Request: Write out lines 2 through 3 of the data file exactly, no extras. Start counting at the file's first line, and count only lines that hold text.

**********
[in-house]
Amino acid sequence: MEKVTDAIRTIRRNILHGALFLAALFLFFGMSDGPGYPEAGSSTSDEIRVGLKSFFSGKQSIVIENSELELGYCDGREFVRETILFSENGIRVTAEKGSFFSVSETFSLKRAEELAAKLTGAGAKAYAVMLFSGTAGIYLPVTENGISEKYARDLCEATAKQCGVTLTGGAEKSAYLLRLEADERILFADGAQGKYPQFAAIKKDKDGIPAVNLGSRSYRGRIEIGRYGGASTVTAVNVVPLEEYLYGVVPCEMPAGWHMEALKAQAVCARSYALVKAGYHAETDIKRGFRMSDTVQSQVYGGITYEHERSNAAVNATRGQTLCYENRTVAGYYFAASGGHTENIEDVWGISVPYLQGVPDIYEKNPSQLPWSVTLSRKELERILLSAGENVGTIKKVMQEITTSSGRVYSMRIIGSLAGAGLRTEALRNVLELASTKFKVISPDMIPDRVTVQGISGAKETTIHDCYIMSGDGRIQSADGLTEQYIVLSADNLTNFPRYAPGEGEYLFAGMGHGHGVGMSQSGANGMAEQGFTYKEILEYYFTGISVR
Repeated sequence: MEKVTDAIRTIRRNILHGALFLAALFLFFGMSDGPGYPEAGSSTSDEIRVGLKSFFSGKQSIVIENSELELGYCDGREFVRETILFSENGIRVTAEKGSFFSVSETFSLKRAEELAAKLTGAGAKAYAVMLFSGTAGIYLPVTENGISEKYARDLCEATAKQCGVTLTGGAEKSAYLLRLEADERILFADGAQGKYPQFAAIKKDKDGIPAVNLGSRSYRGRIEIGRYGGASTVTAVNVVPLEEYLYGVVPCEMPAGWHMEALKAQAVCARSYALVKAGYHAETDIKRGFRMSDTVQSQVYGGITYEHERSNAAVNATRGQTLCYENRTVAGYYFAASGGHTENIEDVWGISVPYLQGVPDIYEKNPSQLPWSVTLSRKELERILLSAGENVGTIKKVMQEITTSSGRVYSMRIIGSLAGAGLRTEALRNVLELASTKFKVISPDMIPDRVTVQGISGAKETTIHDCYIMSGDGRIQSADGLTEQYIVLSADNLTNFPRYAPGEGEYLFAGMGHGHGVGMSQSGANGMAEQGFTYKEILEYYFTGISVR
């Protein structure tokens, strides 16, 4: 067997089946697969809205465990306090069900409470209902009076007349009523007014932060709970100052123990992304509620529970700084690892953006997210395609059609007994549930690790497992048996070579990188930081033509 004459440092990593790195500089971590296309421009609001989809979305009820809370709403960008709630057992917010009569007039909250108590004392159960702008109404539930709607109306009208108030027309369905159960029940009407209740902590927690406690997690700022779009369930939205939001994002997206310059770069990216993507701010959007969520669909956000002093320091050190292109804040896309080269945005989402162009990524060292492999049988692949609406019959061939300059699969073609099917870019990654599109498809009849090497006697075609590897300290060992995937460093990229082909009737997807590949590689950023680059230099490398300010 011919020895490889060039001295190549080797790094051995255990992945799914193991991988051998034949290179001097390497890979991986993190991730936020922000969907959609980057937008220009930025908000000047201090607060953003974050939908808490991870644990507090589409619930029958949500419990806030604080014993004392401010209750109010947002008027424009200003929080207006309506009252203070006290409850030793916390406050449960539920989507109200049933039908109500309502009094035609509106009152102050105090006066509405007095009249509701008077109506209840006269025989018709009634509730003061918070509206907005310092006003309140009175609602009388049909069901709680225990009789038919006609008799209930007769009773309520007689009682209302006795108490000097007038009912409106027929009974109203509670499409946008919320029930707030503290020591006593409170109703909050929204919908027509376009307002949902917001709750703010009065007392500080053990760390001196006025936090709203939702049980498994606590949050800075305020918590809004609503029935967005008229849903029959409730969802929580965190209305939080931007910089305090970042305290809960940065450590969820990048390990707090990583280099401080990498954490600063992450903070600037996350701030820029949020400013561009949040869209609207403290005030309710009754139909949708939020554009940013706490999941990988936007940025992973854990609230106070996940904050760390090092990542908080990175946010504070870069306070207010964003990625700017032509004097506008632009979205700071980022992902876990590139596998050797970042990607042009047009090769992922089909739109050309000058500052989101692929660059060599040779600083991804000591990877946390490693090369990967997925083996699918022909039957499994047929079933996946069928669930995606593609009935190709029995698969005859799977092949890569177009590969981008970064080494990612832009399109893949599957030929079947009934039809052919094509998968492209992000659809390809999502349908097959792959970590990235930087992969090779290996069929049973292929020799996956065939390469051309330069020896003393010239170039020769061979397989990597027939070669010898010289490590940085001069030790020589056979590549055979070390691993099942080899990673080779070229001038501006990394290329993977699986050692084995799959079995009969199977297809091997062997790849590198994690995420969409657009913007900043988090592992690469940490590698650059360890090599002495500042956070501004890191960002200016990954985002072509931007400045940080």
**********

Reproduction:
Amino acid sequence: MEKVTDAIRTIRRNILHGALFLAALFLFFGMSDGPGYPEAGSSTSDEIRVGLKSFFSGKQSIVIENSELELGYCDGREFVRETILFSENGIRVTAEKGSFFSVSETFSLKRAEELAAKLTGAGAKAYAVMLFSGTAGIYLPVTENGISEKYARDLCEATAKQCGVTLTGGAEKSAYLLRLEADERILFADGAQGKYPQFAAIKKDKDGIPAVNLGSRSYRGRIEIGRYGGASTVTAVNVVPLEEYLYGVVPCEMPAGWHMEALKAQAVCARSYALVKAGYHAETDIKRGFRMSDTVQSQVYGGITYEHERSNAAVNATRGQTLCYENRTVAGYYFAASGGHTENIEDVWGISVPYLQGVPDIYEKNPSQLPWSVTLSRKELERILLSAGENVGTIKKVMQEITTSSGRVYSMRIIGSLAGAGLRTEALRNVLELASTKFKVISPDMIPDRVTVQGISGAKETTIHDCYIMSGDGRIQSADGLTEQYIVLSADNLTNFPRYAPGEGEYLFAGMGHGHGVGMSQSGANGMAEQGFTYKEILEYYFTGISVR
Repeated sequence: MEKVTDAIRTIRRNILHGALFLAALFLFFGMSDGPGYPEAGSSTSDEIRVGLKSFFSGKQSIVIENSELELGYCDGREFVRETILFSENGIRVTAEKGSFFSVSETFSLKRAEELAAKLTGAGAKAYAVMLFSGTAGIYLPVTENGISEKYARDLCEATAKQCGVTLTGGAEKSAYLLRLEADERILFADGAQGKYPQFAAIKKDKDGIPAVNLGSRSYRGRIEIGRYGGASTVTAVNVVPLEEYLYGVVPCEMPAGWHMEALKAQAVCARSYALVKAGYHAETDIKRGFRMSDTVQSQVYGGITYEHERSNAAVNATRGQTLCYENRTVAGYYFAASGGHTENIEDVWGISVPYLQGVPDIYEKNPSQLPWSVTLSRKELERILLSAGENVGTIKKVMQEITTSSGRVYSMRIIGSLAGAGLRTEALRNVLELASTKFKVISPDMIPDRVTVQGISGAKETTIHDCYIMSGDGRIQSADGLTEQYIVLSADNLTNFPRYAPGEGEYLFAGMGHGHGVGMSQSGANGMAEQGFTYKEILEYYFTGISVR